“Another thing is very clear. With hunger, poverty, unemployment ravaging the country, it will be very difficult to have elections conducted without allegations of rigging and, of course, the allegations are germane. Go to the streets of big cities and see how people are suffering. When such an individual is appointed to serve as INEC ad-hoc staff and these heartless politicians dangle money to them to compromise the process, it will be a breakthrough for such a staff. In this case, even if the INEC chairman refuses to be compromised, what of those on the field? It’s mission impossible for now.”

“It seems our leaders have one policy which has held us down to the ground and that policy is ‘make the people poor, they will do our bidding’ and this policy is effectively working for them,” Lombert added.

A political affairs analyst, Muyiwa Bello, listed corruption and insecurity as reasons for INEC’s inability to conduct credible polls.

He said some of those in authority turned a blind eye to corruption because they knew that the “chaos” which usually ensued because of it would be in their favour.

Bello said insecurity was still rampant throughout the country and that Nigerians should not see elections as a do-or-die affair.

“A lot of factors are responsible for INEC’s inability to deliver credible elections Nigerians yearn for. Unfortunately, we have not really shown any seriousness in addressing these factors.

“Look at Liberia, a run-off was carried out and somebody saw that he was already losing. At the tail end of the conclusion of the process, he congratulated the winner and there is peace. Because they saw where they were coming from and they can’t afford to go into that again”

“To start with, corruption is the biggest single reason our perennial cycle of failure on election matters is continuing unabated, and most governments usually turn a blind eye to this because they know that any ensuing chaos because of corruption will always be in their favour.

“It would also interest you to know that some of the people at the top in government and even INEC, know that if things are done correctly, channels through which they make their illicit money would be shut. So, the problem persists.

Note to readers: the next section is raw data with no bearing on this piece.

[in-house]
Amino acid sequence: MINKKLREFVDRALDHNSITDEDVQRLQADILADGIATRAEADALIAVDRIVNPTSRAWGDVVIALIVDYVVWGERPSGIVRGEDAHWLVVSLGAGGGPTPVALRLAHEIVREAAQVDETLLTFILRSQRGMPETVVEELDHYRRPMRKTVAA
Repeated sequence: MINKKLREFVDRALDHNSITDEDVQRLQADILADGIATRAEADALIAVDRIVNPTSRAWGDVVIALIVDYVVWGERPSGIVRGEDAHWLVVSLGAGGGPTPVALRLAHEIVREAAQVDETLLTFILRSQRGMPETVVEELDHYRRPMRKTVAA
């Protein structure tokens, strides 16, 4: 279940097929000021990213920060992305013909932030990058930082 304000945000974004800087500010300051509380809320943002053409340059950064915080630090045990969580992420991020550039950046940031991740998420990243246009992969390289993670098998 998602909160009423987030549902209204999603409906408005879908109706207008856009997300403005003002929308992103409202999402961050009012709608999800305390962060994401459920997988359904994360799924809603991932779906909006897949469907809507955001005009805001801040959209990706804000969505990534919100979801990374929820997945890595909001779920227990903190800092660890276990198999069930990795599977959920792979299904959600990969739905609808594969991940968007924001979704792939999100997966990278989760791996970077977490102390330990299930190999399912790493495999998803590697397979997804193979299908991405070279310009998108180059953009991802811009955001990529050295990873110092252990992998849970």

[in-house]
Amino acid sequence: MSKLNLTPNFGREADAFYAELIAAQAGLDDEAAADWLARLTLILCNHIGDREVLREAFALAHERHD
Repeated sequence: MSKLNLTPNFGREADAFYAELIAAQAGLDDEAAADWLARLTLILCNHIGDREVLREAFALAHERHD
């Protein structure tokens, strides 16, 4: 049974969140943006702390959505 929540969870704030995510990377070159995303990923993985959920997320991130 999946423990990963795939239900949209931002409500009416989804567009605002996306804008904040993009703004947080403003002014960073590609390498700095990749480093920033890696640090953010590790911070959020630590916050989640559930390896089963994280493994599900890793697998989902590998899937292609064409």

“I mean, look at Ghana and Liberia, our next door neighbours. They are shining brighter than us when it comes to conducting elections. But our own leaders who know the right things to do and how to deliver credible elections are pretending everything is okay.

“Another reason INEC has not been able to deliver credible elections is because of the avalanche of insecurity problems confronting us. From the North to the South, even West and East, insecurity is still rampant, or how do you explain a situation where innocent, young Nigerians on election duty are kidnapped, assaulted or even killed?

“Until our people have a change of orientation concerning elections, that it is not a do-or-die affair, we will continue to beat about the bush as we experiment with how to conduct credible elections,” he said.

Concerning Nigeria embracing electronic voting, Bello said even though there were obstacles to it, it was better than what obtains in the country.
He said corrupt politicians would not allow electronic voting to see the light of the day because the manual process was their “ticket” to winning elections.

“I understand that there are several obstacles to electronic voting. Problems such as a lack or even non-availability of electricity in some rural areas and even some so-called cities. Yes, these problems are there but it is better than what is in place today, and some corrupt politicians know that the current system is their only ticket to winning elections. Simply put, they know they would be soundly beaten if they ever allowed electronic voting.

“They know that the electronic voting process will be their waterloo, so they allow us to continue to dance around the current process. And as far as I am concerned, nothing should scare Nigerians about electronic voting. But we just need to start with it, and when we do, though there will be teething problems here and there, we will overcome them very quickly,” he said.